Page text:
Māori accountant perplexed by Government taxing wage subsidy

By Bronson Perich
Essential workers - Photo / File

Chartered accountant and business owner Renata Kahuroa has become a business advisor to his clients. He services over 150 businesses and self-employed people, most of whom are Māori.

The Ngāti Kahungunu entrepreneur turned from bean-counter to counsellor.

“There’s a lot of uncertainty so it’s about helping them to be positive to start with,” Kahuroa says.

“Then you try and arm them with the tools to understand what their business is going to look like in the next six months.”

Ultimately, he says businesses that play together stay together because the last businesses standing will survive Covid.

Taxing the wage subsidy

Smoked Brisket - Photo / File

Kahuroa says survival is at the forefront of his clients' minds with many of them ineligible for the new wage subsidy extension. But what really confuses him is the government taxing its own subsidies.

“They still tax employees on their subsidy wage payments, I don’t know why they still do that."

The chartered accountant says the government should reduce the wage subsidy criteria as this would make it easier for struggling businesses to qualify. He believes business writeoffs would help as well.

Eating out once a week

Jared 'Texas Pete' MacDonald is calling on Kiwis to support local 'hospo' operators - Video / File

'Bums on stools’ continue to be the number one thing his hospitality clients need, says Kahuroa.

Recently, Hamilton restaurant owner Jared ‘Texas Pete’ MacDonald called on Kiwis to support local 'hospo' operators.

He wants people to commit to eating one meal a week at a locally owned restaurant, café or bar. 

Texas Pete says franchised outlets seem to be doing fine, while local vendors like himself were struggling the most.

Local Government response 

Foreground - Pūhā and Pākehā food truck at the 2020 Taupō Moana Festival - Photo / Pūhā and Pākehā Facebook Page.

Recently, the government announced a funding tranche of $40 million to help struggling businesses. However, instead of being used to prop up cashflow, this funding pays for business advisors.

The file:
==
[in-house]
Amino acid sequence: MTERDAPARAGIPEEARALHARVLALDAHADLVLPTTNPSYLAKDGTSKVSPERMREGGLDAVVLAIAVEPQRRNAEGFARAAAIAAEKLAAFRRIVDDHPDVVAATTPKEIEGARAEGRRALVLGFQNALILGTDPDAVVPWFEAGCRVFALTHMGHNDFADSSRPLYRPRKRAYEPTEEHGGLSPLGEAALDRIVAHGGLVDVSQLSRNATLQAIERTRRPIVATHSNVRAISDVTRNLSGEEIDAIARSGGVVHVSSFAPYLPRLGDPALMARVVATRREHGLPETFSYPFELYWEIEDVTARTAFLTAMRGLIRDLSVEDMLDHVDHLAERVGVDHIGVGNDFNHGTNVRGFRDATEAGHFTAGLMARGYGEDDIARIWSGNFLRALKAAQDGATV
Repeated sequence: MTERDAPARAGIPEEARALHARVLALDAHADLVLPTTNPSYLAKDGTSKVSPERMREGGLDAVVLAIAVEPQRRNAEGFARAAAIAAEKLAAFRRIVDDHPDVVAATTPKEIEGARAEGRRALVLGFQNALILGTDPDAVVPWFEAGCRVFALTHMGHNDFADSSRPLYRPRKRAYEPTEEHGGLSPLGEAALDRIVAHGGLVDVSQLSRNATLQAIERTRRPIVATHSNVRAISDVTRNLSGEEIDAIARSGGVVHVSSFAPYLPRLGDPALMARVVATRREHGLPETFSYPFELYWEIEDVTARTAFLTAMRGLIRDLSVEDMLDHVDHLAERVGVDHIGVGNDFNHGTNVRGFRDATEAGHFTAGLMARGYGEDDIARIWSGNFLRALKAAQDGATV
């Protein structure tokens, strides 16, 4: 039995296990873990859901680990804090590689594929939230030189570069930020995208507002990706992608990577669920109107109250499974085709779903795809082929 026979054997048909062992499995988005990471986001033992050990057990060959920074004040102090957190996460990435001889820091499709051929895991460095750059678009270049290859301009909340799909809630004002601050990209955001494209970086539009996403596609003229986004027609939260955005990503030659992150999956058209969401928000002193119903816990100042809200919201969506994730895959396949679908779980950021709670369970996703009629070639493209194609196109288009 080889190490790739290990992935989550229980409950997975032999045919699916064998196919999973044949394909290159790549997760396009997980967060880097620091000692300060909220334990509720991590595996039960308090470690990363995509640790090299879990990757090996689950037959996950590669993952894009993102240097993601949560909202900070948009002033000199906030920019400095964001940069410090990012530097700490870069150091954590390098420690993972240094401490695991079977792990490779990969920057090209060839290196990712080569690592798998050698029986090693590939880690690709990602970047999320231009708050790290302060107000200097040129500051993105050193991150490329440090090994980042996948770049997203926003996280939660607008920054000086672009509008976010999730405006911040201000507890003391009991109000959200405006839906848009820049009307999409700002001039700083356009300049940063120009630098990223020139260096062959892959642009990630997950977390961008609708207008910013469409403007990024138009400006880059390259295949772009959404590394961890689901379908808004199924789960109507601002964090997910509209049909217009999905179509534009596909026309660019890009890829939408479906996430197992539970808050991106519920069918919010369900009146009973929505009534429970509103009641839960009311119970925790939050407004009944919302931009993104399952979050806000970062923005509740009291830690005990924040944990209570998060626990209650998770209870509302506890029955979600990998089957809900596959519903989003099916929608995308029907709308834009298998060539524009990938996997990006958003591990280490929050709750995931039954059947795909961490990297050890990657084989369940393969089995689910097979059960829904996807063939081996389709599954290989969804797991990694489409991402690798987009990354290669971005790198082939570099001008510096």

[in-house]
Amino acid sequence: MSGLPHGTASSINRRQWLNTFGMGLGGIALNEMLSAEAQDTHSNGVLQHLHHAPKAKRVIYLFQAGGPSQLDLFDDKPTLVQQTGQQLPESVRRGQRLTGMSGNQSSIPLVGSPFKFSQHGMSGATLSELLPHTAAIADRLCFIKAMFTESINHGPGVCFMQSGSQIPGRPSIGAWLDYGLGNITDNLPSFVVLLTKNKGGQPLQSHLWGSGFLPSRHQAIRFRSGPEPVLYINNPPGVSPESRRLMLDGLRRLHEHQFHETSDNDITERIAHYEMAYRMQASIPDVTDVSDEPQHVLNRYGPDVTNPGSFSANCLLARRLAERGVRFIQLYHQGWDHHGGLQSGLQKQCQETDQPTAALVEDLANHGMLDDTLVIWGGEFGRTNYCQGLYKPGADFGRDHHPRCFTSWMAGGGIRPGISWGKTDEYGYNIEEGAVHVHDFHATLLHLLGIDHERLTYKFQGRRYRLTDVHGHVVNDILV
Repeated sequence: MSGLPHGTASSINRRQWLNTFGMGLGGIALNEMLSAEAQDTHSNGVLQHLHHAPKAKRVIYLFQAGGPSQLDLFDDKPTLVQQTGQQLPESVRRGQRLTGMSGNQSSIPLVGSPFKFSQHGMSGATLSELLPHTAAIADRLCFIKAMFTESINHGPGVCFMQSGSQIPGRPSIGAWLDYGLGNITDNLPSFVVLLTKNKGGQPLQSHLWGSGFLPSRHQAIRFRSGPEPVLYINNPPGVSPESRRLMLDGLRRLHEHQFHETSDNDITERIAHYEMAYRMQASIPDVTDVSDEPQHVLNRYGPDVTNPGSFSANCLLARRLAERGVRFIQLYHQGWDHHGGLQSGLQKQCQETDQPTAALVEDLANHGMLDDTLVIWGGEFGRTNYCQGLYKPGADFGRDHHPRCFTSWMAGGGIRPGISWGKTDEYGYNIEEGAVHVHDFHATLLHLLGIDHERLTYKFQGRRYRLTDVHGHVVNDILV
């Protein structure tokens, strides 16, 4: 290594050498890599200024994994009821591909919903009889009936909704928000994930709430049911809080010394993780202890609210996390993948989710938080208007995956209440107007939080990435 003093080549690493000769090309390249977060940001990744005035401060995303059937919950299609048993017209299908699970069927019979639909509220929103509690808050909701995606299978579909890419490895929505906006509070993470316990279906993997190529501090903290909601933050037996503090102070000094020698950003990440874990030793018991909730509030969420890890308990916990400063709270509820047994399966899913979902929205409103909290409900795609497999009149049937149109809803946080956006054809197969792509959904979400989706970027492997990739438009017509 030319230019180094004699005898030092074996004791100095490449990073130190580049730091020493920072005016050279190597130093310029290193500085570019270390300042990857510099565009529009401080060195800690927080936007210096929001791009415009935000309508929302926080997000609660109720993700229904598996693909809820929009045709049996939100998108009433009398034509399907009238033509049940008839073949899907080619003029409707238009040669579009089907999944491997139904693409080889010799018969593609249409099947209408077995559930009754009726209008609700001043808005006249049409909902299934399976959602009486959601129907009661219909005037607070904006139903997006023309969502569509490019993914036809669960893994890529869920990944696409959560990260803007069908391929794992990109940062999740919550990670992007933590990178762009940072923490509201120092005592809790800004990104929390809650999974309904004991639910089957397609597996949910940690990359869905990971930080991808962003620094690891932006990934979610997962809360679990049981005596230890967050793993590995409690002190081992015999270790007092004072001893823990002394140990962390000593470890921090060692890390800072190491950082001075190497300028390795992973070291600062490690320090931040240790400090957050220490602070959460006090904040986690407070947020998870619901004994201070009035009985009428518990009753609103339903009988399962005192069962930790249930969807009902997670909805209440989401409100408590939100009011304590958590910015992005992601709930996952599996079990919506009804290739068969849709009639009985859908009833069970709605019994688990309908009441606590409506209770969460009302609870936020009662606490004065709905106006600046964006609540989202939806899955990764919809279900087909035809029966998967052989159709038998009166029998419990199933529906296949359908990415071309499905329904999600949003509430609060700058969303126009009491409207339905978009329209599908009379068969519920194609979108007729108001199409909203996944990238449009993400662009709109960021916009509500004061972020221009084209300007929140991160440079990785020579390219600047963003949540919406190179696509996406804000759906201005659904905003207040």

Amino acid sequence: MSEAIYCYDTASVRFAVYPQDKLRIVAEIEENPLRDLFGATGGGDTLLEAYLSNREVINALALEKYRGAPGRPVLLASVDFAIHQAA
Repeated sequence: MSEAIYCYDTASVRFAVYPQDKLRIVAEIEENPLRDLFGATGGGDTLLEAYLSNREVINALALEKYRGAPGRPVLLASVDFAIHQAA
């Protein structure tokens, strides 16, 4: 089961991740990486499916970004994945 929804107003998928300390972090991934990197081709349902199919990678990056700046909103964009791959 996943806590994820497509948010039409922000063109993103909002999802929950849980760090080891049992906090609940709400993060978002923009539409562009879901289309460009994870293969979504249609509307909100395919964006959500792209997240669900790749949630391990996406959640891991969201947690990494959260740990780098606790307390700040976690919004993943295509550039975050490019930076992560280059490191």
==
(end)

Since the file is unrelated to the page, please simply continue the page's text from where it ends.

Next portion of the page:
Jarrad McKay works with ATEED (Auckland Tourism, Events & Economic Development) in the Māori development space. Up until the alert level four lockdown, he operated a catering business aptly named 'Puha & Pakeha'. Covid restrictions meant he had the next year of events and catering jobs cancelled.

Having been in business for himself, he is now tasked with helping Māori business owners get through Covid.

One way he does that is by connecting Māori to these funded advisers.

Funding businesses vs funding business support

A Pasifika family try and sell surplus goods due to the Polyfest cancellation - Photo / File

Covid restrictions mean it is hard for businesses to trade with operators of all sizes continuing to cut staff numbers. 

So the question arises, what's the point in funding business advisors?

"Some people say we should just give the money to businesses," says McKay. "If you just give it to someone, it just disappears, it's gone."

McKay likens throwing money at struggling businesses to using bandaids to treat 'giant gaping wounds'.

Rallying businesses to battle Covid-19

The Ngāti Kahungunu and Tainui businessman says Covid cancellations have turned ATEED's plans upside down.

But ultimately McKay agrees with Kahuroa that businesses that play together are more likely to survive Covid.

He says ATEED is working on a plan to bring Māori businesses together.